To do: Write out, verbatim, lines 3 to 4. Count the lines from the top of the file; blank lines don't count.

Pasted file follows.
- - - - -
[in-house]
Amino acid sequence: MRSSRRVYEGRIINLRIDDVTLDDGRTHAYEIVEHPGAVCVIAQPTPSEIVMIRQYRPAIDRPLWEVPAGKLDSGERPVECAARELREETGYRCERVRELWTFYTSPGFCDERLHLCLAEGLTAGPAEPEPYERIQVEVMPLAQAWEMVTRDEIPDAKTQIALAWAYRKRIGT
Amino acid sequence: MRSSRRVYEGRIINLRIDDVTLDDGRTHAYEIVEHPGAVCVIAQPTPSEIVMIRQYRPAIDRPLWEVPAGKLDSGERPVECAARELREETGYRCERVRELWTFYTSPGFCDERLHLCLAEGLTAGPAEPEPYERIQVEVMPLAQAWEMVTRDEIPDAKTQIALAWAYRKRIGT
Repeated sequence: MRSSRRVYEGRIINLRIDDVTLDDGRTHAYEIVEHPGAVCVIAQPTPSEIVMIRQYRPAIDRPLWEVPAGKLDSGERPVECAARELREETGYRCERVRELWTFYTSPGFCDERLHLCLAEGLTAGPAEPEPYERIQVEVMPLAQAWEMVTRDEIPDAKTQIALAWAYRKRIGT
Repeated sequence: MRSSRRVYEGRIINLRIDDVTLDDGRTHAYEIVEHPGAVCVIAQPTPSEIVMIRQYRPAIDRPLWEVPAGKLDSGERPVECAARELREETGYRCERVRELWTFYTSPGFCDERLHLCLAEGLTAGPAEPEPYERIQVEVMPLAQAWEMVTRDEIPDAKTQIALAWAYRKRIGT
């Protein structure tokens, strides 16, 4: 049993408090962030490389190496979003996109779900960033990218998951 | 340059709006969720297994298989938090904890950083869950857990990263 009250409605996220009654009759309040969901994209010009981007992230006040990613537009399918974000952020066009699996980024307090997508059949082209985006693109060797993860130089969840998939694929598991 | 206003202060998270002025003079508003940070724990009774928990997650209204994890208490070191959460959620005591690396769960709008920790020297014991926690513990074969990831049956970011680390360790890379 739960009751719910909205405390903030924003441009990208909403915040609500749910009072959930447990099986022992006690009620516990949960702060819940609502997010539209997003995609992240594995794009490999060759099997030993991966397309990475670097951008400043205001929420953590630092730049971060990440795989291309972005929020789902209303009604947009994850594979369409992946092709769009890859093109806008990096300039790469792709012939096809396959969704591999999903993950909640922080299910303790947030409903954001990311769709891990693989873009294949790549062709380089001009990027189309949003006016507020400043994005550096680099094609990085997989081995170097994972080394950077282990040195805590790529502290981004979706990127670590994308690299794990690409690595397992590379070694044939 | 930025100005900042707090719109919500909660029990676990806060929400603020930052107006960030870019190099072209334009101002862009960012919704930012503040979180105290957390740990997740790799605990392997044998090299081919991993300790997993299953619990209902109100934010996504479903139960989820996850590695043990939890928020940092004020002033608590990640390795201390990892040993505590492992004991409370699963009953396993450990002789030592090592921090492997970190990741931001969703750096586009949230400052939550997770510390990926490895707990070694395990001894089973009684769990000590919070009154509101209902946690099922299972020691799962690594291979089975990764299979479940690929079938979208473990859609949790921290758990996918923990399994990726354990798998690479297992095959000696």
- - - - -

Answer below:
Amino acid sequence: MRSSRRVYEGRIINLRIDDVTLDDGRTHAYEIVEHPGAVCVIAQPTPSEIVMIRQYRPAIDRPLWEVPAGKLDSGERPVECAARELREETGYRCERVRELWTFYTSPGFCDERLHLCLAEGLTAGPAEPEPYERIQVEVMPLAQAWEMVTRDEIPDAKTQIALAWAYRKRIGT
Repeated sequence: MRSSRRVYEGRIINLRIDDVTLDDGRTHAYEIVEHPGAVCVIAQPTPSEIVMIRQYRPAIDRPLWEVPAGKLDSGERPVECAARELREETGYRCERVRELWTFYTSPGFCDERLHLCLAEGLTAGPAEPEPYERIQVEVMPLAQAWEMVTRDEIPDAKTQIALAWAYRKRIGT